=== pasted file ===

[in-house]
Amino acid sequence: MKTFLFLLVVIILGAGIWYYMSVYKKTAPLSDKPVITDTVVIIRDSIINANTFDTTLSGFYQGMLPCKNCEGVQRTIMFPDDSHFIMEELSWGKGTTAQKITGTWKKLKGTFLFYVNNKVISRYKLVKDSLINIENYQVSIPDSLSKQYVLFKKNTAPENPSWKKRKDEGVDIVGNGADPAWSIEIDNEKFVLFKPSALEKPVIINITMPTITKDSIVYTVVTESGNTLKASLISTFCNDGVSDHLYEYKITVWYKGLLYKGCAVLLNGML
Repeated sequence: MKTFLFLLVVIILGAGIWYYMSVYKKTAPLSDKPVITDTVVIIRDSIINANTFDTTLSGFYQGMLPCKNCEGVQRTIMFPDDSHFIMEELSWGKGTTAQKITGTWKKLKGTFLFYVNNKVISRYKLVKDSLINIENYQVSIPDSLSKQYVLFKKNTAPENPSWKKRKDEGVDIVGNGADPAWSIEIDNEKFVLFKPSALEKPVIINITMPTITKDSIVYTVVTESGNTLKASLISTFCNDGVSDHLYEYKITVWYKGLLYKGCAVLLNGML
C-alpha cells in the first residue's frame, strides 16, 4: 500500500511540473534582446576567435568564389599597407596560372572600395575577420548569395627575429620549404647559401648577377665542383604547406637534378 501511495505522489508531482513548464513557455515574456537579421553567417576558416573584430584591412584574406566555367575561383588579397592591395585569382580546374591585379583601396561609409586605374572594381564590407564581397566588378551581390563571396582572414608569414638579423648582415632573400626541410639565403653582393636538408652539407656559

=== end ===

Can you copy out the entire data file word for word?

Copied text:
[in-house]
Amino acid sequence: MKTFLFLLVVIILGAGIWYYMSVYKKTAPLSDKPVITDTVVIIRDSIINANTFDTTLSGFYQGMLPCKNCEGVQRTIMFPDDSHFIMEELSWGKGTTAQKITGTWKKLKGTFLFYVNNKVISRYKLVKDSLINIENYQVSIPDSLSKQYVLFKKNTAPENPSWKKRKDEGVDIVGNGADPAWSIEIDNEKFVLFKPSALEKPVIINITMPTITKDSIVYTVVTESGNTLKASLISTFCNDGVSDHLYEYKITVWYKGLLYKGCAVLLNGML
Repeated sequence: MKTFLFLLVVIILGAGIWYYMSVYKKTAPLSDKPVITDTVVIIRDSIINANTFDTTLSGFYQGMLPCKNCEGVQRTIMFPDDSHFIMEELSWGKGTTAQKITGTWKKLKGTFLFYVNNKVISRYKLVKDSLINIENYQVSIPDSLSKQYVLFKKNTAPENPSWKKRKDEGVDIVGNGADPAWSIEIDNEKFVLFKPSALEKPVIINITMPTITKDSIVYTVVTESGNTLKASLISTFCNDGVSDHLYEYKITVWYKGLLYKGCAVLLNGML
C-alpha cells in the first residue's frame, strides 16, 4: 500500500511540473534582446576567435568564389599597407596560372572600395575577420548569395627575429620549404647559401648577377665542383604547406637534378 501511495505522489508531482513548464513557455515574456537579421553567417576558416573584430584591412584574406566555367575561383588579397592591395585569382580546374591585379583601396561609409586605374572594381564590407564581397566588378551581390563571396582572414608569414638579423648582415632573400626541410639565403653582393636538408652539407656559